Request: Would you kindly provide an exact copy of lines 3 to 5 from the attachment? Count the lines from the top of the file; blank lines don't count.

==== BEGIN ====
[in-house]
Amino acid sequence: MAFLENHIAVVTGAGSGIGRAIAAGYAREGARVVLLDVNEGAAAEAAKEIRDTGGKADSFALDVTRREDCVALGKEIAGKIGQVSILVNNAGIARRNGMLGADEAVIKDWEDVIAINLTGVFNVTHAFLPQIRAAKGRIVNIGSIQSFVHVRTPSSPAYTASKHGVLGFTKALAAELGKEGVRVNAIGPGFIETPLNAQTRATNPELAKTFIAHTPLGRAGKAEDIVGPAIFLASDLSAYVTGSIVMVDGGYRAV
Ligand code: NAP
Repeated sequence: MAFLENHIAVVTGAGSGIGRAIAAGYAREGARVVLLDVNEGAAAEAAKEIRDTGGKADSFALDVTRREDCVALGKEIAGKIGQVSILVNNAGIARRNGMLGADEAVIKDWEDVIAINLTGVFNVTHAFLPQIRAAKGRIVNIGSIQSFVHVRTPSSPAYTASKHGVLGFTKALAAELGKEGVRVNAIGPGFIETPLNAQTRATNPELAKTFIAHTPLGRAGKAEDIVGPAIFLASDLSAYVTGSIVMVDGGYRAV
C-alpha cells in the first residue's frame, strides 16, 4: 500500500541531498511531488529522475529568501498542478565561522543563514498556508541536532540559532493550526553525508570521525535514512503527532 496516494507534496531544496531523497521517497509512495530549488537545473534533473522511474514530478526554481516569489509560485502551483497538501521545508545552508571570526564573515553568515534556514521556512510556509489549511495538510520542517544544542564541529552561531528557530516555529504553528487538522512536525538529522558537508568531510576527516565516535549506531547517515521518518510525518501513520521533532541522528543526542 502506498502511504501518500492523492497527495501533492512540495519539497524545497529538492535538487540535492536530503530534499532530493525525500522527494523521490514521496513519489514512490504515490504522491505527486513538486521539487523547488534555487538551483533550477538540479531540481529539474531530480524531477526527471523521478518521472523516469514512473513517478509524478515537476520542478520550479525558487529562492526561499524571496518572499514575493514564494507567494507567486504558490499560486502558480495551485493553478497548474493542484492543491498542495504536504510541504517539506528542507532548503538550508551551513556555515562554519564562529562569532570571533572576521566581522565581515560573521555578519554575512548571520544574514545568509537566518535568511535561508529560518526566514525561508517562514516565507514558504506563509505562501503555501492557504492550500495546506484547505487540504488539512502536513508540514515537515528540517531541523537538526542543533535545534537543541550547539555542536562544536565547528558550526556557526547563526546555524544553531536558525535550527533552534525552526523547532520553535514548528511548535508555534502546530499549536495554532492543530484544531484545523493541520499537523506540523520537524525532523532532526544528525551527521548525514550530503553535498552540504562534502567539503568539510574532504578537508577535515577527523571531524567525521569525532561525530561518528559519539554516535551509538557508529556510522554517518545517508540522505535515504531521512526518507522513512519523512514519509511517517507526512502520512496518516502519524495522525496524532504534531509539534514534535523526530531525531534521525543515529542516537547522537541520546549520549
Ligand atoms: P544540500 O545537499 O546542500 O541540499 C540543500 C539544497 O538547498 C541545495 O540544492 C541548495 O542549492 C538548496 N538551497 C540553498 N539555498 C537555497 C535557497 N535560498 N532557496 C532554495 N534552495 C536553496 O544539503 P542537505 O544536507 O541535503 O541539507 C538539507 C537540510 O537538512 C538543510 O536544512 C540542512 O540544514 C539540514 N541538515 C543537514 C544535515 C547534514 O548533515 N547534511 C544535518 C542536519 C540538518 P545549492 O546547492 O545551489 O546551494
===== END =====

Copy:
Ligand code: NAP
Repeated sequence: MAFLENHIAVVTGAGSGIGRAIAAGYAREGARVVLLDVNEGAAAEAAKEIRDTGGKADSFALDVTRREDCVALGKEIAGKIGQVSILVNNAGIARRNGMLGADEAVIKDWEDVIAINLTGVFNVTHAFLPQIRAAKGRIVNIGSIQSFVHVRTPSSPAYTASKHGVLGFTKALAAELGKEGVRVNAIGPGFIETPLNAQTRATNPELAKTFIAHTPLGRAGKAEDIVGPAIFLASDLSAYVTGSIVMVDGGYRAV
C-alpha cells in the first residue's frame, strides 16, 4: 500500500541531498511531488529522475529568501498542478565561522543563514498556508541536532540559532493550526553525508570521525535514512503527532 496516494507534496531544496531523497521517497509512495530549488537545473534533473522511474514530478526554481516569489509560485502551483497538501521545508545552508571570526564573515553568515534556514521556512510556509489549511495538510520542517544544542564541529552561531528557530516555529504553528487538522512536525538529522558537508568531510576527516565516535549506531547517515521518518510525518501513520521533532541522528543526542 502506498502511504501518500492523492497527495501533492512540495519539497524545497529538492535538487540535492536530503530534499532530493525525500522527494523521490514521496513519489514512490504515490504522491505527486513538486521539487523547488534555487538551483533550477538540479531540481529539474531530480524531477526527471523521478518521472523516469514512473513517478509524478515537476520542478520550479525558487529562492526561499524571496518572499514575493514564494507567494507567486504558490499560486502558480495551485493553478497548474493542484492543491498542495504536504510541504517539506528542507532548503538550508551551513556555515562554519564562529562569532570571533572576521566581522565581515560573521555578519554575512548571520544574514545568509537566518535568511535561508529560518526566514525561508517562514516565507514558504506563509505562501503555501492557504492550500495546506484547505487540504488539512502536513508540514515537515528540517531541523537538526542543533535545534537543541550547539555542536562544536565547528558550526556557526547563526546555524544553531536558525535550527533552534525552526523547532520553535514548528511548535508555534502546530499549536495554532492543530484544531484545523493541520499537523506540523520537524525532523532532526544528525551527521548525514550530503553535498552540504562534502567539503568539510574532504578537508577535515577527523571531524567525521569525532561525530561518528559519539554516535551509538557508529556510522554517518545517508540522505535515504531521512526518507522513512519523512514519509511517517507526512502520512496518516502519524495522525496524532504534531509539534514534535523526530531525531534521525543515529542516537547522537541520546549520549